What’s a Slot?


A narrow notch, groove, or opening, especially one for receiving something, as in a keyway in machinery or a slit for a letter or card. [Colloquial]

The machine had a slot for cash or paper tickets with barcodes. He dropped a coin into the slot and dialled.

A reserved time or place for a meeting, appointment, or event, as in the calendar: Visitors can book a time slot a week or more in advance.

In a computer, a piece of memory used to store data: The computer has 256 slots for storing values.

An allocated, scheduled time and place for an aircraft to take off or land, as authorized by an airport or air-traffic control agency: We were told our flight would be assigned a slot at the Atlanta airport.

Ornithology: a narrow notch or similar opening between the tips of the primary wings of certain birds, which during flight helps to maintain a smooth flow of air over them. [Colloquial]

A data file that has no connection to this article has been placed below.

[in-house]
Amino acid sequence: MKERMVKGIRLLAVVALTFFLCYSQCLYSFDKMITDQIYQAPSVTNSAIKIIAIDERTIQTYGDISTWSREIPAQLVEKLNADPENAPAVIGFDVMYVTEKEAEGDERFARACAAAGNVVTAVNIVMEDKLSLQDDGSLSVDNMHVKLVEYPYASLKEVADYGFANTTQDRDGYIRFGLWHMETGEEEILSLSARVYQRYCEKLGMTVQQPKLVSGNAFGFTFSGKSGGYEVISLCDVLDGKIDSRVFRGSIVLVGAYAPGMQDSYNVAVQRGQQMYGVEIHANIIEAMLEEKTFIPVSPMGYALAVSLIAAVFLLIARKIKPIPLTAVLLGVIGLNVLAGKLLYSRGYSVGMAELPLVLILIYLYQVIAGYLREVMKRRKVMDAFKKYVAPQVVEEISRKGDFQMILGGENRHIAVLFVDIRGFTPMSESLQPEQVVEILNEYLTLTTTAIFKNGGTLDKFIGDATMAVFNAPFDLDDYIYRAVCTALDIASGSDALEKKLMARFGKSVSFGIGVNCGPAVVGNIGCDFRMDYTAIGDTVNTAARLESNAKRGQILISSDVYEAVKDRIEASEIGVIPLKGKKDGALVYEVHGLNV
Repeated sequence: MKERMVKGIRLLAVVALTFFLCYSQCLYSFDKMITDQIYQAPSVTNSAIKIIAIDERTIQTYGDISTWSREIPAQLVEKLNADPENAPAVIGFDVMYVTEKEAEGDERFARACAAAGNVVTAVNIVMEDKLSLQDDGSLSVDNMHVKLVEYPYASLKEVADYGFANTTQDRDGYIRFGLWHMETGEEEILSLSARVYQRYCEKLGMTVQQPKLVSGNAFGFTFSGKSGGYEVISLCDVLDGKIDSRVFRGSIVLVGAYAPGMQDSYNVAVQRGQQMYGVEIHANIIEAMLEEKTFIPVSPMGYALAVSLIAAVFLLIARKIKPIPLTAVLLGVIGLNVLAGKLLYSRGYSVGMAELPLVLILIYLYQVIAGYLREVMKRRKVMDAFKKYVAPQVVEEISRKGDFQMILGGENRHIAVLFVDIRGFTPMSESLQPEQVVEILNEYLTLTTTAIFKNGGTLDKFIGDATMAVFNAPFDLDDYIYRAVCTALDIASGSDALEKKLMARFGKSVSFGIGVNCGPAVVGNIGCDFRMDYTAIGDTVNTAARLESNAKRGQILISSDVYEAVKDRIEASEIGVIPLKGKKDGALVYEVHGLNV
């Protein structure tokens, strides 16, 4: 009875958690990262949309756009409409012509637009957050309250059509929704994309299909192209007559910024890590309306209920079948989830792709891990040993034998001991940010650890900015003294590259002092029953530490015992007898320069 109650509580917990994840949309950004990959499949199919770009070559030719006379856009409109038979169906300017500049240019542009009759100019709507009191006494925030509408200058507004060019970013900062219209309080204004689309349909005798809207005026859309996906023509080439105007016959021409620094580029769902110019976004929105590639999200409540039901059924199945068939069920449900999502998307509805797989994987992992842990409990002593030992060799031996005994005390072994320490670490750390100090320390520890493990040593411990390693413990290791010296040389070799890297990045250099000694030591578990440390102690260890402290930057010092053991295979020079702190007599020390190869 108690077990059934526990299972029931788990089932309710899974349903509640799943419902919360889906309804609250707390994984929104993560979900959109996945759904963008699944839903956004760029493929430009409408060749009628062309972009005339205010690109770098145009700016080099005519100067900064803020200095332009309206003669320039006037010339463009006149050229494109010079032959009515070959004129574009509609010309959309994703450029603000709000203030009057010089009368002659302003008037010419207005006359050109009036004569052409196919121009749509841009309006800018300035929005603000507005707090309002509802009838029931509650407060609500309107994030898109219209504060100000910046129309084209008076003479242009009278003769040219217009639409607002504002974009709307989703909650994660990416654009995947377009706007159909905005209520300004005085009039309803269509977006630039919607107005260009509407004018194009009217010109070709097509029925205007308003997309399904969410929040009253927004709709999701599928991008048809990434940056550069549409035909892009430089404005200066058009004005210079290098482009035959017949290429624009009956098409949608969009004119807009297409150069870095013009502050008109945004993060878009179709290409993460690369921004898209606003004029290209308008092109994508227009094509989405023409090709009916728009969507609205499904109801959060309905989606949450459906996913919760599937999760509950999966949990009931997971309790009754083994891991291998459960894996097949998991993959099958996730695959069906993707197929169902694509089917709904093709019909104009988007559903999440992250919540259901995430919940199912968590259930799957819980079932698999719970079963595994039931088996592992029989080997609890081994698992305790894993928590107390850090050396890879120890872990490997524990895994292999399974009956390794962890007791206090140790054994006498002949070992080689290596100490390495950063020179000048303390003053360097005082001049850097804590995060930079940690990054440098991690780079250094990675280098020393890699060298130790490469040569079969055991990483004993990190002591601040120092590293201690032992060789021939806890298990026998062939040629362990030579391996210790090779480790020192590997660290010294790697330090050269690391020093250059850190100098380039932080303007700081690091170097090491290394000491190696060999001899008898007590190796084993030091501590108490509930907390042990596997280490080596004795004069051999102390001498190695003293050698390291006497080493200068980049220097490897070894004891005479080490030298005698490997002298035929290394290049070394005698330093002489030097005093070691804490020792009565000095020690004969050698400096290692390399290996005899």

In sports: an unmarked area in front of an opponent’s goal on a hockey rink, affording a vantage point for an attacking player.

When playing a slot game, it’s important to know what each symbol means and how much you can win by landing three or more of them on the payline. Detailed information on symbols, paylines, and bonus features is typically found in the slot’s pay table. This will be displayed on the screen and can be accessed by clicking an icon in the bottom of the slot game’s display.

Many slot games have themes, with symbols and other bonus features that fit in with the theme. Typically, the pay table will also fit with the slot’s theme and include colourful graphics to help players understand the detail.

Some slots have multiple reels, while others have just a single reel. Reels spin when the machine is activated, and when a winning combination of symbols is triggered, the player will earn credits based on the payout table. In some cases, the player can choose how many paylines to activate. In other cases, the number of active paylines is fixed.